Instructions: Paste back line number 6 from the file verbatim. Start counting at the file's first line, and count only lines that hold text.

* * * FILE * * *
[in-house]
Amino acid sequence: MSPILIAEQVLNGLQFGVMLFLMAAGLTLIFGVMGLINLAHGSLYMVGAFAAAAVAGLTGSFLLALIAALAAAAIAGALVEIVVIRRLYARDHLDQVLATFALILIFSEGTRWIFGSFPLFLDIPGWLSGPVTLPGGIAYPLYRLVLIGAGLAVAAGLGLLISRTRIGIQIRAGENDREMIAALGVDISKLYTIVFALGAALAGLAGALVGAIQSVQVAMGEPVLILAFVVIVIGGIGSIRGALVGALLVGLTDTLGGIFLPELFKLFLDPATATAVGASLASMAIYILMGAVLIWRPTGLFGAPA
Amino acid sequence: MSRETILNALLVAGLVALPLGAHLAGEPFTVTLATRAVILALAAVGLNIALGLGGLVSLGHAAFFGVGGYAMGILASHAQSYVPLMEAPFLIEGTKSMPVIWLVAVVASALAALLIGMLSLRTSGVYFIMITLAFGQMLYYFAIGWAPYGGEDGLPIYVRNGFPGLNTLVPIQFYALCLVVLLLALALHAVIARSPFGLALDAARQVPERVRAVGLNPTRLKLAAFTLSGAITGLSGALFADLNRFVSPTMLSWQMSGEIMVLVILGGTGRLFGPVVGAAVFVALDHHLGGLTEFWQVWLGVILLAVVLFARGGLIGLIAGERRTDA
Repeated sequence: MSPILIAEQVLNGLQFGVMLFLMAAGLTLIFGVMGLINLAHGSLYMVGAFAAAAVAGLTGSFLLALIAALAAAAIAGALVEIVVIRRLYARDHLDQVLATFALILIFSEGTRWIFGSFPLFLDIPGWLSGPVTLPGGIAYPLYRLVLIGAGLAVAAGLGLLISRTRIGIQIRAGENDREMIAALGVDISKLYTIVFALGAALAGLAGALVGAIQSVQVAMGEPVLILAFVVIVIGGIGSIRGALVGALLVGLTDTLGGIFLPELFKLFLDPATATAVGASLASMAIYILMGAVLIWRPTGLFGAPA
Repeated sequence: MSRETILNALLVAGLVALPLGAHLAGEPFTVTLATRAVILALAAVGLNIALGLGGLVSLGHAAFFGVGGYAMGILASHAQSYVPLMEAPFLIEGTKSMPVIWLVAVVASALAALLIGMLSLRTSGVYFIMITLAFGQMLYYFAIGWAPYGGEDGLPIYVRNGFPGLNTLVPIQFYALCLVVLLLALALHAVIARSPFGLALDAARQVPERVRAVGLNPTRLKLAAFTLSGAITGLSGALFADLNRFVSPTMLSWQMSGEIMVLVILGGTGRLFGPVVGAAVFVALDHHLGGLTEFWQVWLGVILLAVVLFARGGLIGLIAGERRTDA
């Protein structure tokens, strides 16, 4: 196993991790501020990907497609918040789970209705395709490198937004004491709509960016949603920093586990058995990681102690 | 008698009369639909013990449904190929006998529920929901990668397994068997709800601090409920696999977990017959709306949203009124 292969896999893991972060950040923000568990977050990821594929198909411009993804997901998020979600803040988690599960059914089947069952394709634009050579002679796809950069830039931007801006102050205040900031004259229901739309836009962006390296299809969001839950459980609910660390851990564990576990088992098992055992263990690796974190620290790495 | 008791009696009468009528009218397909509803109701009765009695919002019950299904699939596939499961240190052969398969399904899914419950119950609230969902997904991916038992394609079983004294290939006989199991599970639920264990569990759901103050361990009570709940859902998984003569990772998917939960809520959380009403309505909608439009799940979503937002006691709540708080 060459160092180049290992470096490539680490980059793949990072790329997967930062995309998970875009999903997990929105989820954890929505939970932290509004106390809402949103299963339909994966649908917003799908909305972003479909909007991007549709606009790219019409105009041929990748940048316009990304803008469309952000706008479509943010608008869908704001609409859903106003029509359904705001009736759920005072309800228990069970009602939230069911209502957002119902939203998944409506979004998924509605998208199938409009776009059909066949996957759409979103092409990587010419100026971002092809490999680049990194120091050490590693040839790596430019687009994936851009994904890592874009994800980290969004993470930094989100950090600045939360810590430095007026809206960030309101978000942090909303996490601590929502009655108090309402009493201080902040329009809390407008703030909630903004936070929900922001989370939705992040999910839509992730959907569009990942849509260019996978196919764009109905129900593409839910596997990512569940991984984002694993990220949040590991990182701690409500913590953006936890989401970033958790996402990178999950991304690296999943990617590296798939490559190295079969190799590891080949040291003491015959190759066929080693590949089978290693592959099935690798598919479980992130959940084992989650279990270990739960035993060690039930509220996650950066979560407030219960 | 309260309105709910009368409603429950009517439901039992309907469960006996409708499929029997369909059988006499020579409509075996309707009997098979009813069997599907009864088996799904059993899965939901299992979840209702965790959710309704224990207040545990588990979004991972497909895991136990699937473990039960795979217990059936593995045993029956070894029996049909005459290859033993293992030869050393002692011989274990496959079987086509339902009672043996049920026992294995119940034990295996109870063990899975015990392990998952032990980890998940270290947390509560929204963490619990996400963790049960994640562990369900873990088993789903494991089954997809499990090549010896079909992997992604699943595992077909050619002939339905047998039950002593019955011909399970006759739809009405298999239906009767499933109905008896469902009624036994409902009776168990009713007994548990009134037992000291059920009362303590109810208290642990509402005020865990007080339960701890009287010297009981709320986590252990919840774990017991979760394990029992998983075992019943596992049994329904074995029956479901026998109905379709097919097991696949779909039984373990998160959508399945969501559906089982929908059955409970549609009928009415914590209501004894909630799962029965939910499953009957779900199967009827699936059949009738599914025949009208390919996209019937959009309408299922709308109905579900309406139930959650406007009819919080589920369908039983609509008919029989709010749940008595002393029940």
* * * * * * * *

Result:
């Protein structure tokens, strides 16, 4: 196993991790501020990907497609918040789970209705395709490198937004004491709509960016949603920093586990058995990681102690 | 008698009369639909013990449904190929006998529920929901990668397994068997709800601090409920696999977990017959709306949203009124 292969896999893991972060950040923000568990977050990821594929198909411009993804997901998020979600803040988690599960059914089947069952394709634009050579002679796809950069830039931007801006102050205040900031004259229901739309836009962006390296299809969001839950459980609910660390851990564990576990088992098992055992263990690796974190620290790495 | 008791009696009468009528009218397909509803109701009765009695919002019950299904699939596939499961240190052969398969399904899914419950119950609230969902997904991916038992394609079983004294290939006989199991599970639920264990569990759901103050361990009570709940859902998984003569990772998917939960809520959380009403309505909608439009799940979503937002006691709540708080 060459160092180049290992470096490539680490980059793949990072790329997967930062995309998970875009999903997990929105989820954890929505939970932290509004106390809402949103299963339909994966649908917003799908909305972003479909909007991007549709606009790219019409105009041929990748940048316009990304803008469309952000706008479509943010608008869908704001609409859903106003029509359904705001009736759920005072309800228990069970009602939230069911209502957002119902939203998944409506979004998924509605998208199938409009776009059909066949996957759409979103092409990587010419100026971002092809490999680049990194120091050490590693040839790596430019687009994936851009994904890592874009994800980290969004993470930094989100950090600045939360810590430095007026809206960030309101978000942090909303996490601590929502009655108090309402009493201080902040329009809390407008703030909630903004936070929900922001989370939705992040999910839509992730959907569009990942849509260019996978196919764009109905129900593409839910596997990512569940991984984002694993990220949040590991990182701690409500913590953006936890989401970033958790996402990178999950991304690296999943990617590296798939490559190295079969190799590891080949040291003491015959190759066929080693590949089978290693592959099935690798598919479980992130959940084992989650279990270990739960035993060690039930509220996650950066979560407030219960 | 309260309105709910009368409603429950009517439901039992309907469960006996409708499929029997369909059988006499020579409509075996309707009997098979009813069997599907009864088996799904059993899965939901299992979840209702965790959710309704224990207040545990588990979004991972497909895991136990699937473990039960795979217990059936593995045993029956070894029996049909005459290859033993293992030869050393002692011989274990496959079987086509339902009672043996049920026992294995119940034990295996109870063990899975015990392990998952032990980890998940270290947390509560929204963490619990996400963790049960994640562990369900873990088993789903494991089954997809499990090549010896079909992997992604699943595992077909050619002939339905047998039950002593019955011909399970006759739809009405298999239906009767499933109905008896469902009624036994409902009776168990009713007994548990009134037992000291059920009362303590109810208290642990509402005020865990007080339960701890009287010297009981709320986590252990919840774990017991979760394990029992998983075992019943596992049994329904074995029956479901026998109905379709097919097991696949779909039984373990998160959508399945969501559906089982929908059955409970549609009928009415914590209501004894909630799962029965939910499953009957779900199967009827699936059949009738599914025949009208390919996209019937959009309408299922709308109905579900309406139930959650406007009819919080589920369908039983609509008919029989709010749940008595002393029940």